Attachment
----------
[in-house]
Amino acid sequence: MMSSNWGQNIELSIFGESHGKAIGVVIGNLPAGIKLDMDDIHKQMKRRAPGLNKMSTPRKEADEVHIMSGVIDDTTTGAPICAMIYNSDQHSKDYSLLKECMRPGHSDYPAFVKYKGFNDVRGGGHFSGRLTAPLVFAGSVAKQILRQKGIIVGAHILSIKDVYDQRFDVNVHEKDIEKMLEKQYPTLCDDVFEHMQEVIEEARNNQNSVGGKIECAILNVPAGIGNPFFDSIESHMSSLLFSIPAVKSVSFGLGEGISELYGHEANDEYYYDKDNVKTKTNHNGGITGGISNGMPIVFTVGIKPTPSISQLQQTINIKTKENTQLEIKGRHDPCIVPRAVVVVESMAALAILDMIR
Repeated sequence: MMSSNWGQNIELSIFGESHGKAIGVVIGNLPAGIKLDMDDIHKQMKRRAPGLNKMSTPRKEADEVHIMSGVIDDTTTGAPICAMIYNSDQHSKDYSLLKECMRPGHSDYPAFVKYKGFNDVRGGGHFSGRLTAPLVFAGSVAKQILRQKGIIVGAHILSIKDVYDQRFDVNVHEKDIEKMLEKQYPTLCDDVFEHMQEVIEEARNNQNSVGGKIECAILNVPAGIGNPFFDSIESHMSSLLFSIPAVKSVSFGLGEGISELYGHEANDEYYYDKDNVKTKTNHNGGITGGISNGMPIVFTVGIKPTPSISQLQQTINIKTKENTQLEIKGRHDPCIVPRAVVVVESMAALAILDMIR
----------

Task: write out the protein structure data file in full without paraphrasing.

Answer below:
[in-house]
Amino acid sequence: MMSSNWGQNIELSIFGESHGKAIGVVIGNLPAGIKLDMDDIHKQMKRRAPGLNKMSTPRKEADEVHIMSGVIDDTTTGAPICAMIYNSDQHSKDYSLLKECMRPGHSDYPAFVKYKGFNDVRGGGHFSGRLTAPLVFAGSVAKQILRQKGIIVGAHILSIKDVYDQRFDVNVHEKDIEKMLEKQYPTLCDDVFEHMQEVIEEARNNQNSVGGKIECAILNVPAGIGNPFFDSIESHMSSLLFSIPAVKSVSFGLGEGISELYGHEANDEYYYDKDNVKTKTNHNGGITGGISNGMPIVFTVGIKPTPSISQLQQTINIKTKENTQLEIKGRHDPCIVPRAVVVVESMAALAILDMIR
Repeated sequence: MMSSNWGQNIELSIFGESHGKAIGVVIGNLPAGIKLDMDDIHKQMKRRAPGLNKMSTPRKEADEVHIMSGVIDDTTTGAPICAMIYNSDQHSKDYSLLKECMRPGHSDYPAFVKYKGFNDVRGGGHFSGRLTAPLVFAGSVAKQILRQKGIIVGAHILSIKDVYDQRFDVNVHEKDIEKMLEKQYPTLCDDVFEHMQEVIEEARNNQNSVGGKIECAILNVPAGIGNPFFDSIESHMSSLLFSIPAVKSVSFGLGEGISELYGHEANDEYYYDKDNVKTKTNHNGGITGGISNGMPIVFTVGIKPTPSISQLQQTINIKTKENTQLEIKGRHDPCIVPRAVVVVESMAALAILDMIR